In 1995, Gary Chapman, an American pastor with a Masters in Anthropology and a Ph.D. in Religious Education, published a book titled “The Five Love Languages”. In this book, Chapman outlines five ways to express and experience love that he calls “love languages”.
These five languages are as follows:
- Gift giving,
- Quality time,
- Words of affirmation,
- Acts of service (devotion), and
- Physical touch.
The theory of the book is simple: we all have a primary “love language” – a way in which we best understand and like to experience love. Be it through touch (hugs, kisses) or words of affirmation (being told “I love you”, “thank you”, “you’re doing a great job”). Once we have identified our primary love language, we can rank the remaining languages by importance; potentially we have a love language that is a very close second, potentially we have one that does not matter to us at all.
By identifying your love languages, you can establish what it is that your husband does on a regular (or less regular) basis that make you feel good or “loved” – be it leaving work early to spend an extra hour with you and the children at home (quality time), or surprising you in the middle of the day with a bunch of flowers (gift giving), or making the bed in the morning instead of leaving it to you (an act of service). Conversely, you can also identify the things he does with loving intentions that do not make you feel good, and either (a) allow them to continue, acknowledging the fact that the loving intentions are there, or (b) encourage him to try other things instead.
Having identified your love languages, the first step should be to communicate these to your husband, and to get him thinking about his. Once he understands the concept of the five love languages, you can actively encourage him everytime he “speaks” to you in yours. Similarly, by identifying your husband’s love languages, you can invest more time in these and less time doing things that may seem very loving to you, but which your husband does not in fact register as “love”.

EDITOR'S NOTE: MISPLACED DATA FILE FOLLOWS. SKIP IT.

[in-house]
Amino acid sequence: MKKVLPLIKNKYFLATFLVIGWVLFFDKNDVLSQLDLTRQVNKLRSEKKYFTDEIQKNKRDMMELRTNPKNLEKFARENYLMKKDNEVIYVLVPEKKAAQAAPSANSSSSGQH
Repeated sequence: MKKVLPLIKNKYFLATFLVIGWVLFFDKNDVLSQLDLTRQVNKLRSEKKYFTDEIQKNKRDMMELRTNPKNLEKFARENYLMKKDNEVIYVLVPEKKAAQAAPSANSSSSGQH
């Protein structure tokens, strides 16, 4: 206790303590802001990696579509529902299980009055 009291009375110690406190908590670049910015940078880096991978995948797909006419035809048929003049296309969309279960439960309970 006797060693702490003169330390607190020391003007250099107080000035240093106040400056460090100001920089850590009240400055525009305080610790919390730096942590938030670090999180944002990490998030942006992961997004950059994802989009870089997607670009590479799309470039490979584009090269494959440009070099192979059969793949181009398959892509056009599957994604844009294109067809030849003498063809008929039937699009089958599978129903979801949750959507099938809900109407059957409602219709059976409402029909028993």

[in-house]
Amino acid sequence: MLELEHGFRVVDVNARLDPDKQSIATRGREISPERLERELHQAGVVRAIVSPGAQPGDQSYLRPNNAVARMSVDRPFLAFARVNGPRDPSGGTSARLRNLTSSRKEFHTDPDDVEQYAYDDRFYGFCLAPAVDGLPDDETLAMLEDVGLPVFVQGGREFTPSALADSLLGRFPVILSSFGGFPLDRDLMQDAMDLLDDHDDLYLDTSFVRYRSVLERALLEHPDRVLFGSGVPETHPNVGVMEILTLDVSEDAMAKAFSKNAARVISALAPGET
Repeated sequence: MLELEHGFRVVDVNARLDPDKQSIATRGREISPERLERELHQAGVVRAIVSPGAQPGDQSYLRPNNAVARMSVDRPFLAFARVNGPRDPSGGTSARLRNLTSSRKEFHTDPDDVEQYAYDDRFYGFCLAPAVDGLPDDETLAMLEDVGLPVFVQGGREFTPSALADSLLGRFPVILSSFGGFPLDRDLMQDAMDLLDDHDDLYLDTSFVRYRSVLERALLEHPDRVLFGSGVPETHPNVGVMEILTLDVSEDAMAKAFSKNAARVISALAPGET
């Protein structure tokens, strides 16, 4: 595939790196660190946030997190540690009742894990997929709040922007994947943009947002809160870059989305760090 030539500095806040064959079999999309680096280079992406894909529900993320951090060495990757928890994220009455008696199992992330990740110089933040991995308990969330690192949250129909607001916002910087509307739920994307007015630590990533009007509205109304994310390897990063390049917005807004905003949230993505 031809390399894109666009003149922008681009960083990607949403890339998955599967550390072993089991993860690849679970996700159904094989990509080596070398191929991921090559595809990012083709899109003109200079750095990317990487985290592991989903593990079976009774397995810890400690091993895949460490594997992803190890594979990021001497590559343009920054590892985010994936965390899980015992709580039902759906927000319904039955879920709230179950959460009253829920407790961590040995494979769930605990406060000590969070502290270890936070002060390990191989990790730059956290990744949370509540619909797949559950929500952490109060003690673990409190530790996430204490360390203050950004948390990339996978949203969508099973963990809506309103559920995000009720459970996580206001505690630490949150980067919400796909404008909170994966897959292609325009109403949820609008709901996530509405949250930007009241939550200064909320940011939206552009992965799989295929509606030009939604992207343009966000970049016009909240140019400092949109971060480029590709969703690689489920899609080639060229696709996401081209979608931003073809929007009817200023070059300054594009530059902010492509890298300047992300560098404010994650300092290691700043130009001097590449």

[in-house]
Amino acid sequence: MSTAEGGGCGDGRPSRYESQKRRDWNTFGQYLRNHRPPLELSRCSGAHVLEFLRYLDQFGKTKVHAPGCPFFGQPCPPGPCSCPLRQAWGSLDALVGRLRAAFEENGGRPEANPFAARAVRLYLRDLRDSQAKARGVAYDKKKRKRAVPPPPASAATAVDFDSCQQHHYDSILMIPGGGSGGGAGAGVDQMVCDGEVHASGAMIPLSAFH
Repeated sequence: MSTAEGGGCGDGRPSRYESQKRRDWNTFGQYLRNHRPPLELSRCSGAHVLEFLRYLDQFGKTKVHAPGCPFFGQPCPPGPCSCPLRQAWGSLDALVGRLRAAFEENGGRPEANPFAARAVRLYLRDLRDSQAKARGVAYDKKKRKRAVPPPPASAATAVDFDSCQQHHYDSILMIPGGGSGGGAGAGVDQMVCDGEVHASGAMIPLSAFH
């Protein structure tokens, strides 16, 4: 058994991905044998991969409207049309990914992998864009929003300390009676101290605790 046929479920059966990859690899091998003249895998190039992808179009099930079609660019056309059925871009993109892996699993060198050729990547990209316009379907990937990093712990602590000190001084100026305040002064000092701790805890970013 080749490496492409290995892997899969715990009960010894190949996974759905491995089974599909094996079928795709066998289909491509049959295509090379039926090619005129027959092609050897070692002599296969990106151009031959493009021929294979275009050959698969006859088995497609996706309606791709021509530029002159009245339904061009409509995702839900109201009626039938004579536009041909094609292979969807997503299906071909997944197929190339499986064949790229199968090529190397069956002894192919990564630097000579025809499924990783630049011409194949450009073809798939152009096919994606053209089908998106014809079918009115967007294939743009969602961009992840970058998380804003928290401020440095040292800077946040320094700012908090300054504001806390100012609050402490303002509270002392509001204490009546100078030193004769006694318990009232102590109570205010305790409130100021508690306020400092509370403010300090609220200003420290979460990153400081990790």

Of course, that’s the theory. In practice, things are never so simple.
Take me, for example. My primary love language is acts of service, meaning I feel most loved when people do things for me. They don’t have to be big things; lately, I most appreciate it when my husband takes the baby from me for ten minutes, which gives me time to wash my hair or respond to an email without being interrupted. Before I had Oliver, it could have been anything from buying me lunch to meeting me at the train station to offering to carry my bag. As long as it was a deed, something done, not said, I was – I am – happy. In terms of the remaining languages, they are probably ranked from top to bottom: physical touch, quality time, words of affirmation, and gift giving.
Which is all well and good, except that my husband’s primary love languages are words of affirmation and gift giving…
What this means is that in order for my husband to feel loved, I have to do things that feel least like love to me. Telling him I love him is easy, but affirming him, thanking him (often, earnestly) is so contrary to my nature that I almost have to set a reminder on my phone to remember to do it. And for my husband, acts of service is bottom of his list, so in order for me to feel loved, he has to do something that is fundamentally contrary to his nature as well.
Luckily, we’ve had the discussion about love languages; he knows mine and I know his.
This knowledge has, without a doubt, helped me not only to understand my husband better, but to love him more, and more effectively, as a result. So much so that when he brings me a bunch of flowers but neglects to do the washing up, I know he’s loving me in his language and I can be (almost) genuinely grateful instead of wanting to kill him. And when I bring my husband coffee in bed and go thirty minutes out of my way to collect him from work but forget to tell him how wonderful he is, he can remind himself that I’m just loving him in my way and not be tempted to look for affirmation elsewhere.
My advice to all women on the subject of love languages is this: it’s always much easier to change your own behaviour and mindset than it is to change another person’s. As a wise colleague once told me, “In relationships, we can only do our 50%.”
“Not feeling appreciated” is one of the top complaints most women have of their marriage. But only one in four men say they feel actively affirmed by their wives. Or, to put it another way, 75% of men do not feel actively affirmed by their wives. Identifying each other’s love languages is a great place to start in order to rectify the situation. I guarantee you that if you remember to love your husband using his languages, and encourage him to do the same for you, you will both feel more appreciated and affirmed.
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